Pulmonary Fibrosis Symptoms, Causes & Risk Factors
Pulmonary fibrosis can develop slowly or quickly. In some people, the disease stays the same for years. Usually, a person's breathing symptoms become worse over time. A person with pulmonary fibrosis eventually may be short of breath even at rest.
What Are the Symptoms of Pulmonary Fibrosis?
- Shortness of breath, particularly during exercise
- Dry, hacking cough
- Fast, shallow breathing
- Gradual unintended weight loss
- Aching joints and muscles
- Clubbing (widening and rounding) of the tips of the fingers or toes
What Causes Pulmonary Fibrosis?
In most cases, there is no known cause for the disease. In these cases, it is called idiopathic pulmonary fibrosis or IPF.
Things that may increase the risk of pulmonary fibrosis include:
- Cigarette smoking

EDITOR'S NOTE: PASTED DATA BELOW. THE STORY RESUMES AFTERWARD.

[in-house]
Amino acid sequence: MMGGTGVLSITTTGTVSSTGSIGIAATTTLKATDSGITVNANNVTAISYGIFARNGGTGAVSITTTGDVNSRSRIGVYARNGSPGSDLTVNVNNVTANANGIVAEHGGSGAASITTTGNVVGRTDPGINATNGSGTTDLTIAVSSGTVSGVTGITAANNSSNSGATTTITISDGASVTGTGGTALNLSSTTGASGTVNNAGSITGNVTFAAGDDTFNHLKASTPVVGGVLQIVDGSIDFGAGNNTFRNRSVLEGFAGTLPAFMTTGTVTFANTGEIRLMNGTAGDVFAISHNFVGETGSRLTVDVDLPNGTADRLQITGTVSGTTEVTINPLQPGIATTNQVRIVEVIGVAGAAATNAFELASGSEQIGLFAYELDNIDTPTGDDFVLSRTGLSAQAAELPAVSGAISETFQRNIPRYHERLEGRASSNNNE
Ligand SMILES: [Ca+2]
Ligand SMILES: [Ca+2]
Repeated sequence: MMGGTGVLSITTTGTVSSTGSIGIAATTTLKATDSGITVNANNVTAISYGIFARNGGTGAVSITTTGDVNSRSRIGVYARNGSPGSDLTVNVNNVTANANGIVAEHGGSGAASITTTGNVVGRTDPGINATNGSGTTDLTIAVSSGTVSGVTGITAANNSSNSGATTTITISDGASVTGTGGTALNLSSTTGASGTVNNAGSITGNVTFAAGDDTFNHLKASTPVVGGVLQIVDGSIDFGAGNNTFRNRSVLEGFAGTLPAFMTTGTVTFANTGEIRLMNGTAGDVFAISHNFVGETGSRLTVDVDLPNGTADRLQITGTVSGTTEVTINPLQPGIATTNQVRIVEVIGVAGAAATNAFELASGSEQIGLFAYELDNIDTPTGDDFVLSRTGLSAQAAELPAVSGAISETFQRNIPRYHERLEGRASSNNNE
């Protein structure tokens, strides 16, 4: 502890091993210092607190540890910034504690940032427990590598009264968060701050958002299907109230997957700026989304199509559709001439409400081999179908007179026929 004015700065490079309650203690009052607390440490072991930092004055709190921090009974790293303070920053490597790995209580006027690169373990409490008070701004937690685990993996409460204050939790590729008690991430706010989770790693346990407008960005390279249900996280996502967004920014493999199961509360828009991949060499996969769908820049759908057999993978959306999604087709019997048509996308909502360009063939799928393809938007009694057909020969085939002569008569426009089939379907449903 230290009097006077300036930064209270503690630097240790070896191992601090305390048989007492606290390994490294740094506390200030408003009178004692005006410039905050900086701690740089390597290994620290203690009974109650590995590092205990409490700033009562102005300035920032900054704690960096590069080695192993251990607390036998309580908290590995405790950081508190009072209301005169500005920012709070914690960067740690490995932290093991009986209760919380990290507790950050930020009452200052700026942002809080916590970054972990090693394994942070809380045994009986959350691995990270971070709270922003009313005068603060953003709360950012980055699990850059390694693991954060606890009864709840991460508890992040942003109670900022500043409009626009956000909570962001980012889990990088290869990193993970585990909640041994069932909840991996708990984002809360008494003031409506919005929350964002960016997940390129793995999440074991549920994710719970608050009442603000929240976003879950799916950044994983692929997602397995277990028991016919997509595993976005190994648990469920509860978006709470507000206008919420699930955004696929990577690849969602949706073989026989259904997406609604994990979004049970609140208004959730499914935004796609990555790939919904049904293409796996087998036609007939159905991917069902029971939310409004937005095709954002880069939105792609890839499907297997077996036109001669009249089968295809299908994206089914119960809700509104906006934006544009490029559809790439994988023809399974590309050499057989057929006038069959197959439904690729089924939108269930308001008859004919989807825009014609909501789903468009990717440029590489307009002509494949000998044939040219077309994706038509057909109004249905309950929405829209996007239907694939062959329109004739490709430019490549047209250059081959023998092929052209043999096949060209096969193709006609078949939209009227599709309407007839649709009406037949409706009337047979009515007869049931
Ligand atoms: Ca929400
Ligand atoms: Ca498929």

- Certain viral infections
- Exposure to environmental pollutants, including silica and hard metal dusts, bacteria and animal proteins, and gases and fumes
- The use of certain medicines
- Genetics. Some families have at least two members who have pulmonary fibrosis.
- Gastroesophageal reflux disease (GERD). GERD is a condition in which acid from your stomach backs up into your throat. Some people who have GERD may breathe in tiny drops of acid from their stomachs, which may injure the lungs.
This content was developed in partnership with the CHEST Foundation, the philanthropic arm of the American College of Chest Physicians.